Commented Aug 1, 2018 at 16:27

Make it easy from them to understand the problems and solutions.

Don't emphasize what others don't know and what you think others should learn.

You sound like you understand the topic. Instead of asking others to understand the topic at your level translate your understanding into easy to use documentation and tools. Write a very short document with examples to explain the problems and solutions. Structure it well with a table of contents so people can reference it when they need. Don't assume they will read it all.

Perhaps create a few flowcharts to explain how to follow a process which will get to the right answer. Other simple diagrams to explain examples could help. It would be great if just a single diagram could resolve a particular confusion.

Since you are a software engineer consider creating some software tools. Perhaps a library or command line tool to abstract the details of timezones in a way that supports just what your coworkers are trying to do.

A secondary benefit of creating these documents and tools is that you will establish yourself as an expert. Then when questions of timezones come up in meeting people will deffer to your advice instead of all trying to solve the problem

This is a great opportunity for you to show how you can resolve a long standing pain point within your organization. Since the benefits to the company and you personally are so great you should consider putting some extra time into creating these solutions.

This answer is not specific to understanding timezone or software development teams. I personally worked on a data trading team which had a lot of confusion around how bid prices were calculated and I handled it this way.


I want to split up my answer in several parts,:

What is the best way to ask coworkers to learn more about timezones?

1.) As @DarkCygnus and others already wrote: Collect the knowledge in a central system, maybe a wiki or even a website/subdomain in your department and provide a cookbook with several chapters:

  • Theory part: What are timezones? Why do they exist? Why are they so complicated or not (Hint: They can)
  • Hands-on part with company related examples you mentioned

    • If I send an email from Toronto at 3pm to Japan. What time does it arrive in Japan? --> Typical end-user/non developer question. Answer it so they understand it with their knowledge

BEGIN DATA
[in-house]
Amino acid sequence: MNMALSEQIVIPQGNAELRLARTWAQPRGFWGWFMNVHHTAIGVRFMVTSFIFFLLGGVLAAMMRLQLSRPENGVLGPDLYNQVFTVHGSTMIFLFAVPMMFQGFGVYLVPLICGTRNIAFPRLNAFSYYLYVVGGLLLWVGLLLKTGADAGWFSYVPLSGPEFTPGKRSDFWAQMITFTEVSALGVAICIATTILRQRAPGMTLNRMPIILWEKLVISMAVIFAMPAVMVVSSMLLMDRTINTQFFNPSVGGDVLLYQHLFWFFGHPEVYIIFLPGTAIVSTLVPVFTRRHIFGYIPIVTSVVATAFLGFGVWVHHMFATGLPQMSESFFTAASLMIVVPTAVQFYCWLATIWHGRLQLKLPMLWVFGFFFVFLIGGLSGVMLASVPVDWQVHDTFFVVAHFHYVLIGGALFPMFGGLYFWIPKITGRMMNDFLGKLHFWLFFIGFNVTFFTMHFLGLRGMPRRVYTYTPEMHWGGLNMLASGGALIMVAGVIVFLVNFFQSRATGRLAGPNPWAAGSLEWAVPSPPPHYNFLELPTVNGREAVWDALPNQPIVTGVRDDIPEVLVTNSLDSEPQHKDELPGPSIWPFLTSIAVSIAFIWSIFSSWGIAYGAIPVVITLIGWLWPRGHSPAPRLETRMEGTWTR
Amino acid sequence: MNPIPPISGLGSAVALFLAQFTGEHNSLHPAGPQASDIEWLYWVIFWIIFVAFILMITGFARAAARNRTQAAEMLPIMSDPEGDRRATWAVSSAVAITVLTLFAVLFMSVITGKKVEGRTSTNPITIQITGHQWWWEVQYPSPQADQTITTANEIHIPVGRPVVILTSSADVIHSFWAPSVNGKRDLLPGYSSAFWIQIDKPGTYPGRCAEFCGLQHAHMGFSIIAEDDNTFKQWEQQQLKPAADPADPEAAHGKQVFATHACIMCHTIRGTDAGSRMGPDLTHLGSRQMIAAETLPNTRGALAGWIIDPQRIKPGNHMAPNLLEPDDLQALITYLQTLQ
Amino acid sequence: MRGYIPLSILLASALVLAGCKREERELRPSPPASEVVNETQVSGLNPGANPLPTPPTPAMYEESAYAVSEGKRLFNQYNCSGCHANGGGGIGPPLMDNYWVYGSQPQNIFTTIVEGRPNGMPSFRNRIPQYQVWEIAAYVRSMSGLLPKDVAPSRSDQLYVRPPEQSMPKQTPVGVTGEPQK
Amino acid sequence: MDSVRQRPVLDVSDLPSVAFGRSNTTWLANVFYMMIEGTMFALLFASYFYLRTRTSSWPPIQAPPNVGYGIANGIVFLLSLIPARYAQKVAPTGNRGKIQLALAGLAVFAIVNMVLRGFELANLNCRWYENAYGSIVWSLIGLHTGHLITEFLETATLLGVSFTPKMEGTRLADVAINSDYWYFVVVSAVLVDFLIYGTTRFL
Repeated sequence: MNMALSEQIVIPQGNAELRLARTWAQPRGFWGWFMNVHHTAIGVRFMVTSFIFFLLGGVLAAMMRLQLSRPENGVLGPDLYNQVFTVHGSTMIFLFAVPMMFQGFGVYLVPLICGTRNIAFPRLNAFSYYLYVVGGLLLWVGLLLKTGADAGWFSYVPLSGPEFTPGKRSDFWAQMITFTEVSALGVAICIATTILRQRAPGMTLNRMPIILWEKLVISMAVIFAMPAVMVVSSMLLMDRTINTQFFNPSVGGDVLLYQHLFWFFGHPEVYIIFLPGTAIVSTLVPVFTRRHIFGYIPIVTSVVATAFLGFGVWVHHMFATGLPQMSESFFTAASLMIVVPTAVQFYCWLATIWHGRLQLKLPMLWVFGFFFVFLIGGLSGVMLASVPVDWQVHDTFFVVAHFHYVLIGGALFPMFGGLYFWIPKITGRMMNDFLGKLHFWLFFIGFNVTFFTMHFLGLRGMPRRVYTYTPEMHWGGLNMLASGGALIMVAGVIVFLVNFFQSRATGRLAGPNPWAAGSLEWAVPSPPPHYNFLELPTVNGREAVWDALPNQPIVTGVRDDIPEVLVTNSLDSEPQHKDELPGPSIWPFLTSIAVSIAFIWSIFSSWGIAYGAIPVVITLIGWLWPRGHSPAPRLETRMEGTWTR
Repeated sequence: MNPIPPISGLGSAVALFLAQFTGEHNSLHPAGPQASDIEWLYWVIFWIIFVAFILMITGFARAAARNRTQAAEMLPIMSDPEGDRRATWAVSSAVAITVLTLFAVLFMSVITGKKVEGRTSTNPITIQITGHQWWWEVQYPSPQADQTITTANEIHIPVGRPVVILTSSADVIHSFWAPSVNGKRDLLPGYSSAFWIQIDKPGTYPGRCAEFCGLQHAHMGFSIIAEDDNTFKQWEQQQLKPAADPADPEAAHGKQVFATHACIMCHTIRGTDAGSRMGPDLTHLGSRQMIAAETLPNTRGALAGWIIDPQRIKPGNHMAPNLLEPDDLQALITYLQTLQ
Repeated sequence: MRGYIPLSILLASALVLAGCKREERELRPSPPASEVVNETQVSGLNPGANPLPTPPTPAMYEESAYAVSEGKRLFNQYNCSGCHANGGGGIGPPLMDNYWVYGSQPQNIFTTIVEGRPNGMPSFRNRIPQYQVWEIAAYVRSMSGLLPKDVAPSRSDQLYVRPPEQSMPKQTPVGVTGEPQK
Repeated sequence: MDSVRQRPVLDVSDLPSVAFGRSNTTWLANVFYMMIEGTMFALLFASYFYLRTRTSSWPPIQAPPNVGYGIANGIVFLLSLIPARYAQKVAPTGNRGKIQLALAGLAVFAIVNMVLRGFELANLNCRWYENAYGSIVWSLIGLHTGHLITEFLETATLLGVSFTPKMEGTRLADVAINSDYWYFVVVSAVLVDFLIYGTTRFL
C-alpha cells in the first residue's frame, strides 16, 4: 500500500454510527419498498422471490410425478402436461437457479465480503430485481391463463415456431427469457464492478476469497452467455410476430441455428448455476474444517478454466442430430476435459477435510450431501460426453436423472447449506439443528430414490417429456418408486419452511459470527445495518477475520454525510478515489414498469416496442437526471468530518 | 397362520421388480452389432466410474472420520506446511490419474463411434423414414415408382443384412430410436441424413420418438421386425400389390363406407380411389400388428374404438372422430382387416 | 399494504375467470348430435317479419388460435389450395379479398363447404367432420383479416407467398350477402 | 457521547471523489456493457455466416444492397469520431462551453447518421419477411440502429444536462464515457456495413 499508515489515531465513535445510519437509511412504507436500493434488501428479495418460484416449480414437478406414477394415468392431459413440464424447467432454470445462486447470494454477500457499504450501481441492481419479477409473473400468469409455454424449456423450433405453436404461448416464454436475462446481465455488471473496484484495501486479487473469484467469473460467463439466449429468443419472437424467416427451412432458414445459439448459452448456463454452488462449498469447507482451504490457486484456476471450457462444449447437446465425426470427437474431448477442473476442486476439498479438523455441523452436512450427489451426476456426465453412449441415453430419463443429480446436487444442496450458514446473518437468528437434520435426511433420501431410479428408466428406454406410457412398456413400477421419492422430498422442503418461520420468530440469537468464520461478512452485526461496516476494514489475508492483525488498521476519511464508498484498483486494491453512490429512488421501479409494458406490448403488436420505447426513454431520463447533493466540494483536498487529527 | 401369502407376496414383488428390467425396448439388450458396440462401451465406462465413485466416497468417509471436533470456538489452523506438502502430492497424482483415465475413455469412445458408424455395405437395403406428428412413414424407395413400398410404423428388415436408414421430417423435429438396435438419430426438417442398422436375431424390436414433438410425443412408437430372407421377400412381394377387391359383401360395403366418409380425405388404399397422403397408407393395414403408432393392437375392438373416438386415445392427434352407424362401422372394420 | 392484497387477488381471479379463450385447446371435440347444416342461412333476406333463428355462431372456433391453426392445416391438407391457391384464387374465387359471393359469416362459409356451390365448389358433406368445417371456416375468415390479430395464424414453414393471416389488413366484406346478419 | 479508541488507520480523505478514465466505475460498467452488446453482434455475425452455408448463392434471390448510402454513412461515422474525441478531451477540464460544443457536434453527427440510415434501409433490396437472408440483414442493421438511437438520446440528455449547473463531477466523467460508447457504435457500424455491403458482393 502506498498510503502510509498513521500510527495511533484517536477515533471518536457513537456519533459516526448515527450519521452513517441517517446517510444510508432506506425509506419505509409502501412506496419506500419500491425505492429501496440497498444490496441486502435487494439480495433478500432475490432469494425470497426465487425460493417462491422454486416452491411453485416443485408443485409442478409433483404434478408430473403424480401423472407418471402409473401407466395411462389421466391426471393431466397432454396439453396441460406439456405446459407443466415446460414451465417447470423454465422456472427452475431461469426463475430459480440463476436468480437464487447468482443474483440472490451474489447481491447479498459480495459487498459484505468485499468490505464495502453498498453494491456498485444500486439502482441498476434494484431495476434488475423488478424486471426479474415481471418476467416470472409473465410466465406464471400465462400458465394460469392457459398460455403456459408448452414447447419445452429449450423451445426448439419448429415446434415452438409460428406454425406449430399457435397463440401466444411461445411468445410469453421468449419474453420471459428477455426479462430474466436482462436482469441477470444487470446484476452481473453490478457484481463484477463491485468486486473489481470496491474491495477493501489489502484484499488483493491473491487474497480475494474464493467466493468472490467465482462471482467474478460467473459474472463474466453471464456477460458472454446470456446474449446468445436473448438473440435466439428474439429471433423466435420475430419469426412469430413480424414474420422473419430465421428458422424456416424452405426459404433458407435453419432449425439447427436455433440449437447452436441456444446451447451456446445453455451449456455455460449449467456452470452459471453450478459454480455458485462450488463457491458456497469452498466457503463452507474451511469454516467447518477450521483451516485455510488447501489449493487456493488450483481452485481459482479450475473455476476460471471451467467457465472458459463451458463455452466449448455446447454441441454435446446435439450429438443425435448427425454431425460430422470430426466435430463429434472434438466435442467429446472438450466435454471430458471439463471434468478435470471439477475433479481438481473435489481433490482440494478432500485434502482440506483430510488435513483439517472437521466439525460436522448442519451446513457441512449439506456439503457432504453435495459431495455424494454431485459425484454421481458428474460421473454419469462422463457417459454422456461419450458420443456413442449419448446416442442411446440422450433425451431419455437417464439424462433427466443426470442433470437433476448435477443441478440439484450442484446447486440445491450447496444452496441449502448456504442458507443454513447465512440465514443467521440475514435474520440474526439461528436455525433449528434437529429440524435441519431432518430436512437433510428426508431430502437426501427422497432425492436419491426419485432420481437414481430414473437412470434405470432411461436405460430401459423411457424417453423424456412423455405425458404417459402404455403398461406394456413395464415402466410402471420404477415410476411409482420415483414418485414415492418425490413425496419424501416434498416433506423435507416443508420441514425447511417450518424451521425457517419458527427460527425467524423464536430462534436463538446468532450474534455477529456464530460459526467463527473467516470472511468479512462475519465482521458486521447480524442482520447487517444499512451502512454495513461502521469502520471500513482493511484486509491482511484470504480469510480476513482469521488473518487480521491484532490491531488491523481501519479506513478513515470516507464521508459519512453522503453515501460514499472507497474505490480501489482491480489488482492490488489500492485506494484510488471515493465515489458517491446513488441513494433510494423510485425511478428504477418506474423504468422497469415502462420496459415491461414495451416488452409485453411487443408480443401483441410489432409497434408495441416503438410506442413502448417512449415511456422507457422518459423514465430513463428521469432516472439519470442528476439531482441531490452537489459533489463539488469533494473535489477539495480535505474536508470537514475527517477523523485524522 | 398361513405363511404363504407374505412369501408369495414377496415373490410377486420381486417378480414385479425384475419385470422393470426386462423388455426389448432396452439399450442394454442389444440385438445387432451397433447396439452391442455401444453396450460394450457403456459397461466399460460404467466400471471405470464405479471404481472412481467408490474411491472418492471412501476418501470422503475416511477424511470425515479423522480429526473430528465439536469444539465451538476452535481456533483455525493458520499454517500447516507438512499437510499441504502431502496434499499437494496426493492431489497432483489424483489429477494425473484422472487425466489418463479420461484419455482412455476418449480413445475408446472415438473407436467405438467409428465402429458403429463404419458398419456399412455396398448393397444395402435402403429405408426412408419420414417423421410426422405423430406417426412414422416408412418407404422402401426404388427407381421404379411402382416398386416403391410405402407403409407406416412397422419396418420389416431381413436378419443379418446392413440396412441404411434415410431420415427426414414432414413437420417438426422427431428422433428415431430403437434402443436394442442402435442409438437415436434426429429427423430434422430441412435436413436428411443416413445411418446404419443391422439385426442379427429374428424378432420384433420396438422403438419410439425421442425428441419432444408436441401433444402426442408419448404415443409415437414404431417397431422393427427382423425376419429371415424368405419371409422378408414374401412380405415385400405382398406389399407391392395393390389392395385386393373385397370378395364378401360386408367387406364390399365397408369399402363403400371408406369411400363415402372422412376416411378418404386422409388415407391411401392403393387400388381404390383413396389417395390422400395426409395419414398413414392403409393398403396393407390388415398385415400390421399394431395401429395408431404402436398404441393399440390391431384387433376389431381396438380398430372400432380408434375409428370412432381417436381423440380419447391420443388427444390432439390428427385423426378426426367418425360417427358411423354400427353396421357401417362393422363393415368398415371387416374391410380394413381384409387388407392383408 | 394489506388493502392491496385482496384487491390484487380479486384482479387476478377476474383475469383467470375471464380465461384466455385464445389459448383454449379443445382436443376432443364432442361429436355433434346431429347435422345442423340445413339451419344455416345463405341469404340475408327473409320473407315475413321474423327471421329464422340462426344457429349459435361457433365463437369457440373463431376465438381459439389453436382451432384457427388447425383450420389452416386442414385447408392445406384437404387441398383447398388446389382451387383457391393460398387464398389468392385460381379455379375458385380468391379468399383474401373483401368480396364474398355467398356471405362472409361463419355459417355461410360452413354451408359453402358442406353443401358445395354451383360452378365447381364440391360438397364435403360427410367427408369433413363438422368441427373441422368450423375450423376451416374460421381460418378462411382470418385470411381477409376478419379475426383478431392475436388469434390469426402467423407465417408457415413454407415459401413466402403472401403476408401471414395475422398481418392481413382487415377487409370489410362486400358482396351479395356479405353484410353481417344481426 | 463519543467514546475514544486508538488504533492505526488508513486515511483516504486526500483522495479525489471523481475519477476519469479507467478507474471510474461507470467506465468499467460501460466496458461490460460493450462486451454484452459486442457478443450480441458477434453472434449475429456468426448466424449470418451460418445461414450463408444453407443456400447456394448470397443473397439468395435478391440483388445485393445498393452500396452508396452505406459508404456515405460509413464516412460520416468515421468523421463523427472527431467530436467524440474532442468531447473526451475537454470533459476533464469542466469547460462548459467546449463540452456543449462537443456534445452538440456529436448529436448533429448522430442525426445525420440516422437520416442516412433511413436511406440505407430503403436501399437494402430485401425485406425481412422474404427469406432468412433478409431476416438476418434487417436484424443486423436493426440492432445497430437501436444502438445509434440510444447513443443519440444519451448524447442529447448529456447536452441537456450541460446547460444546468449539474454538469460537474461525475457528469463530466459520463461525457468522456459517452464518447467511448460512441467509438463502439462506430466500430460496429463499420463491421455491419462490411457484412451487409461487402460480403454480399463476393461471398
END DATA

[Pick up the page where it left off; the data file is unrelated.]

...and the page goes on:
• I changed the timezone on my laptop, but when I view the activity log it still says the action was "performed 5 minutes ago". --> Same as above.
    • I created a new record on July 1, 8:00pm EST, but when I look in the database it says it was created tomorrow (July 2, 1:00am UTC). --> See below. Provide a technical answer and a testbed/test scenario so they can prevent that problem
    • SQL totals the data for July 4, but it's including data from July 3, 8:00pm EST. Do we need to change the timezone of the server? --> Same as above

    • End user/non-developer: How can I convert between different time zones? What tool should I use?

  • A way how people can ask for help in a constructive way and don't get blamed/turned down. Add these questions to the cookbook
  • Check guide or do/don't part: Provide tips and tricks for developers. What should they focus on? What should they avoid at all costs (Like reoccurring problems/bug)

2.) As mentioned in the last part of one: Provide a way for developers to ensure that their source code is properly working in different timezone scenarios. Write a testbed/test scenario so they can test their code against it an ensure it works properly. If this is possible, you have the flexibility to add all scenarios you would like to (Read: You have the mission to get rid of these timezone issues, so you have the flexibility of adopting all tests that are needed)

I have gone to the HR department to discuss the challenges as this is a multi-department issue. I made several suggestions including a general company wide training session on timezones, and also asked that timezone questions become a standard question during interviews. None of my recommendations were put into practice.

3.) Think about how others see that problem and especially - see you. From what you wrote it looks like this problem already escalated into other departments (HR), so it already left your department.